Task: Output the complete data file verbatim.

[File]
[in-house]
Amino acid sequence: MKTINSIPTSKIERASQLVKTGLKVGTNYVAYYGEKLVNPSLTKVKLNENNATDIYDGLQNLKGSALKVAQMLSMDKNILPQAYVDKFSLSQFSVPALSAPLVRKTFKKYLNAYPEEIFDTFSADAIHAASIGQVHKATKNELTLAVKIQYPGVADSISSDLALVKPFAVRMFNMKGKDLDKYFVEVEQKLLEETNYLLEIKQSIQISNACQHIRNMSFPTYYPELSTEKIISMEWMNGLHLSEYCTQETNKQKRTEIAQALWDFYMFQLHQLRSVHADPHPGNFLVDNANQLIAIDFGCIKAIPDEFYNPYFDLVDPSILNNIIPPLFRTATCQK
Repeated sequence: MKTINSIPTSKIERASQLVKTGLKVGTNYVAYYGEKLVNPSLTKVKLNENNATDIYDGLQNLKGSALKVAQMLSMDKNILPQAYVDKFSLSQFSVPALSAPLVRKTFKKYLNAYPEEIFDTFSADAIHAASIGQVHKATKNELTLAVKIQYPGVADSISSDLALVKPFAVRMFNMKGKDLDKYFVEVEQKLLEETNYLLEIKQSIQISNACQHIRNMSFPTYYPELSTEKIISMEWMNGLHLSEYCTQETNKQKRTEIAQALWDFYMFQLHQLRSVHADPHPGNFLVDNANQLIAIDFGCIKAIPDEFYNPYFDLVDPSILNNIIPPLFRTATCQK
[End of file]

[in-house]
Amino acid sequence: MKTINSIPTSKIERASQLVKTGLKVGTNYVAYYGEKLVNPSLTKVKLNENNATDIYDGLQNLKGSALKVAQMLSMDKNILPQAYVDKFSLSQFSVPALSAPLVRKTFKKYLNAYPEEIFDTFSADAIHAASIGQVHKATKNELTLAVKIQYPGVADSISSDLALVKPFAVRMFNMKGKDLDKYFVEVEQKLLEETNYLLEIKQSIQISNACQHIRNMSFPTYYPELSTEKIISMEWMNGLHLSEYCTQETNKQKRTEIAQALWDFYMFQLHQLRSVHADPHPGNFLVDNANQLIAIDFGCIKAIPDEFYNPYFDLVDPSILNNIIPPLFRTATCQK
Repeated sequence: MKTINSIPTSKIERASQLVKTGLKVGTNYVAYYGEKLVNPSLTKVKLNENNATDIYDGLQNLKGSALKVAQMLSMDKNILPQAYVDKFSLSQFSVPALSAPLVRKTFKKYLNAYPEEIFDTFSADAIHAASIGQVHKATKNELTLAVKIQYPGVADSISSDLALVKPFAVRMFNMKGKDLDKYFVEVEQKLLEETNYLLEIKQSIQISNACQHIRNMSFPTYYPELSTEKIISMEWMNGLHLSEYCTQETNKQKRTEIAQALWDFYMFQLHQLRSVHADPHPGNFLVDNANQLIAIDFGCIKAIPDEFYNPYFDLVDPSILNNIIPPLFRTATCQK